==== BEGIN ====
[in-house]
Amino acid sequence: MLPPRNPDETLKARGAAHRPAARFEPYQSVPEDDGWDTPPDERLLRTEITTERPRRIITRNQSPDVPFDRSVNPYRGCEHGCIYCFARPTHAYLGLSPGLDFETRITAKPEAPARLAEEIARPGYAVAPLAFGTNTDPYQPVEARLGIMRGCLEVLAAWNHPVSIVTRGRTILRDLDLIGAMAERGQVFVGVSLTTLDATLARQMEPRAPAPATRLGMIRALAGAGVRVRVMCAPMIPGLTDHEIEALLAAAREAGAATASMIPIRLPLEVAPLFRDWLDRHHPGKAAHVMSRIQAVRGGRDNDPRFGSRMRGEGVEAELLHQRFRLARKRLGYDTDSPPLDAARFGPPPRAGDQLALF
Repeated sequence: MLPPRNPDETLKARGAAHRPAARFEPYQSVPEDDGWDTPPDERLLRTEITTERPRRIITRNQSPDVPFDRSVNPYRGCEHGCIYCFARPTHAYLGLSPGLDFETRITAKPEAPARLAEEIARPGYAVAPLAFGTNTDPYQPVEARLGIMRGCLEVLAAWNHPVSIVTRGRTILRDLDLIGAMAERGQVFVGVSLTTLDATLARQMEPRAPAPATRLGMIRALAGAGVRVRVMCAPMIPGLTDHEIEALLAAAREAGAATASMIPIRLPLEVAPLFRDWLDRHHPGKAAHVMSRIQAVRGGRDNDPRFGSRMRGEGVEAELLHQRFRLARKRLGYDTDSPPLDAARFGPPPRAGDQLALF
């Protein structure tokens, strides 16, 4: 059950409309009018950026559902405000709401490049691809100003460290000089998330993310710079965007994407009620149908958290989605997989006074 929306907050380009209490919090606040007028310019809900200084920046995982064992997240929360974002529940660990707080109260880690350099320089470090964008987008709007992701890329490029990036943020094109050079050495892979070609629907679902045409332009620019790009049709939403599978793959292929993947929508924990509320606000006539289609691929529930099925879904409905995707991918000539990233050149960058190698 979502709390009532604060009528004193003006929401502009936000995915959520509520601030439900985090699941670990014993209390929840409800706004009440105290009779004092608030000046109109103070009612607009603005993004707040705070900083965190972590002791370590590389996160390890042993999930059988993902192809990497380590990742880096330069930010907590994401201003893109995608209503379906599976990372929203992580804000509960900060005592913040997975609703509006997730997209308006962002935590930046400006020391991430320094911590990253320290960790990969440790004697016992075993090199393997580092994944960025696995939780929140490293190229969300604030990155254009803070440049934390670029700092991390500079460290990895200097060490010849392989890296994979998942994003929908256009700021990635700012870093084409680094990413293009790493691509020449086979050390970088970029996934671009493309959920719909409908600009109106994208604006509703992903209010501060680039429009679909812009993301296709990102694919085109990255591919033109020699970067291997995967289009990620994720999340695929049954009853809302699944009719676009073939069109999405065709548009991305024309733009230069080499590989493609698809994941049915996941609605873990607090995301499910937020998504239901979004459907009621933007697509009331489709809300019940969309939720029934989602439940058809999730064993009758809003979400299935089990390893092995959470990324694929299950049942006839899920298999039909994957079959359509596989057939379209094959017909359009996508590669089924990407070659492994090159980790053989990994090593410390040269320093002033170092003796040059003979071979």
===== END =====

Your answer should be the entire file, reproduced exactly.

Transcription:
[in-house]
Amino acid sequence: MLPPRNPDETLKARGAAHRPAARFEPYQSVPEDDGWDTPPDERLLRTEITTERPRRIITRNQSPDVPFDRSVNPYRGCEHGCIYCFARPTHAYLGLSPGLDFETRITAKPEAPARLAEEIARPGYAVAPLAFGTNTDPYQPVEARLGIMRGCLEVLAAWNHPVSIVTRGRTILRDLDLIGAMAERGQVFVGVSLTTLDATLARQMEPRAPAPATRLGMIRALAGAGVRVRVMCAPMIPGLTDHEIEALLAAAREAGAATASMIPIRLPLEVAPLFRDWLDRHHPGKAAHVMSRIQAVRGGRDNDPRFGSRMRGEGVEAELLHQRFRLARKRLGYDTDSPPLDAARFGPPPRAGDQLALF
Repeated sequence: MLPPRNPDETLKARGAAHRPAARFEPYQSVPEDDGWDTPPDERLLRTEITTERPRRIITRNQSPDVPFDRSVNPYRGCEHGCIYCFARPTHAYLGLSPGLDFETRITAKPEAPARLAEEIARPGYAVAPLAFGTNTDPYQPVEARLGIMRGCLEVLAAWNHPVSIVTRGRTILRDLDLIGAMAERGQVFVGVSLTTLDATLARQMEPRAPAPATRLGMIRALAGAGVRVRVMCAPMIPGLTDHEIEALLAAAREAGAATASMIPIRLPLEVAPLFRDWLDRHHPGKAAHVMSRIQAVRGGRDNDPRFGSRMRGEGVEAELLHQRFRLARKRLGYDTDSPPLDAARFGPPPRAGDQLALF
């Protein structure tokens, strides 16, 4: 059950409309009018950026559902405000709401490049691809100003460290000089998330993310710079965007994407009620149908958290989605997989006074 929306907050380009209490919090606040007028310019809900200084920046995982064992997240929360974002529940660990707080109260880690350099320089470090964008987008709007992701890329490029990036943020094109050079050495892979070609629907679902045409332009620019790009049709939403599978793959292929993947929508924990509320606000006539289609691929529930099925879904409905995707991918000539990233050149960058190698 979502709390009532604060009528004193003006929401502009936000995915959520509520601030439900985090699941670990014993209390929840409800706004009440105290009779004092608030000046109109103070009612607009603005993004707040705070900083965190972590002791370590590389996160390890042993999930059988993902192809990497380590990742880096330069930010907590994401201003893109995608209503379906599976990372929203992580804000509960900060005592913040997975609703509006997730997209308006962002935590930046400006020391991430320094911590990253320290960790990969440790004697016992075993090199393997580092994944960025696995939780929140490293190229969300604030990155254009803070440049934390670029700092991390500079460290990895200097060490010849392989890296994979998942994003929908256009700021990635700012870093084409680094990413293009790493691509020449086979050390970088970029996934671009493309959920719909409908600009109106994208604006509703992903209010501060680039429009679909812009993301296709990102694919085109990255591919033109020699970067291997995967289009990620994720999340695929049954009853809302699944009719676009073939069109999405065709548009991305024309733009230069080499590989493609698809994941049915996941609605873990607090995301499910937020998504239901979004459907009621933007697509009331489709809300019940969309939720029934989602439940058809999730064993009758809003979400299935089990390893092995959470990324694929299950049942006839899920298999039909994957079959359509596989057939379209094959017909359009996508590669089924990407070659492994090159980790053989990994090593410390040269320093002033170092003796040059003979071979």